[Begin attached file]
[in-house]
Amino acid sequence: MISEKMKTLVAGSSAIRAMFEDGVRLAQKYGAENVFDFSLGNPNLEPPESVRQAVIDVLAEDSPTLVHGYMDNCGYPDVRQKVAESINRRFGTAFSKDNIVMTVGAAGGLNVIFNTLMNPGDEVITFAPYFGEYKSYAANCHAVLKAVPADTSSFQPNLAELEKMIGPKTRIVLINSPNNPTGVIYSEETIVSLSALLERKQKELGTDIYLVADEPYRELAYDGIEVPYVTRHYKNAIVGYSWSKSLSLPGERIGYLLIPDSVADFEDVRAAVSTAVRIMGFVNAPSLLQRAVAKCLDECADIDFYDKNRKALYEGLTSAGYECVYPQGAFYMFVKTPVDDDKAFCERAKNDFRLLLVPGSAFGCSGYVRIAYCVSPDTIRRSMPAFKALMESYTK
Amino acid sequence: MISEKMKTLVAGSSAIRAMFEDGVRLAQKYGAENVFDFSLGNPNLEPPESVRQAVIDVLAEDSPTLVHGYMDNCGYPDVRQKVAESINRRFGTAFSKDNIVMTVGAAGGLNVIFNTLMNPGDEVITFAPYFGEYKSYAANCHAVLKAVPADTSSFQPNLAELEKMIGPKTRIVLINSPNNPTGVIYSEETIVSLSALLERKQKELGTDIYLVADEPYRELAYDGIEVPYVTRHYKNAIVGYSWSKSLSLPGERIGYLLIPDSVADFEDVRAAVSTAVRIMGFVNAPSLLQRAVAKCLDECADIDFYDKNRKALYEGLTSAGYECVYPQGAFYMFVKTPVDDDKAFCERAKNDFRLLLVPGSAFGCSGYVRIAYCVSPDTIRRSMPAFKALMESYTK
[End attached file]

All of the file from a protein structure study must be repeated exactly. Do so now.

[in-house]
Amino acid sequence: MISEKMKTLVAGSSAIRAMFEDGVRLAQKYGAENVFDFSLGNPNLEPPESVRQAVIDVLAEDSPTLVHGYMDNCGYPDVRQKVAESINRRFGTAFSKDNIVMTVGAAGGLNVIFNTLMNPGDEVITFAPYFGEYKSYAANCHAVLKAVPADTSSFQPNLAELEKMIGPKTRIVLINSPNNPTGVIYSEETIVSLSALLERKQKELGTDIYLVADEPYRELAYDGIEVPYVTRHYKNAIVGYSWSKSLSLPGERIGYLLIPDSVADFEDVRAAVSTAVRIMGFVNAPSLLQRAVAKCLDECADIDFYDKNRKALYEGLTSAGYECVYPQGAFYMFVKTPVDDDKAFCERAKNDFRLLLVPGSAFGCSGYVRIAYCVSPDTIRRSMPAFKALMESYTK
Amino acid sequence: MISEKMKTLVAGSSAIRAMFEDGVRLAQKYGAENVFDFSLGNPNLEPPESVRQAVIDVLAEDSPTLVHGYMDNCGYPDVRQKVAESINRRFGTAFSKDNIVMTVGAAGGLNVIFNTLMNPGDEVITFAPYFGEYKSYAANCHAVLKAVPADTSSFQPNLAELEKMIGPKTRIVLINSPNNPTGVIYSEETIVSLSALLERKQKELGTDIYLVADEPYRELAYDGIEVPYVTRHYKNAIVGYSWSKSLSLPGERIGYLLIPDSVADFEDVRAAVSTAVRIMGFVNAPSLLQRAVAKCLDECADIDFYDKNRKALYEGLTSAGYECVYPQGAFYMFVKTPVDDDKAFCERAKNDFRLLLVPGSAFGCSGYVRIAYCVSPDTIRRSMPAFKALMESYTK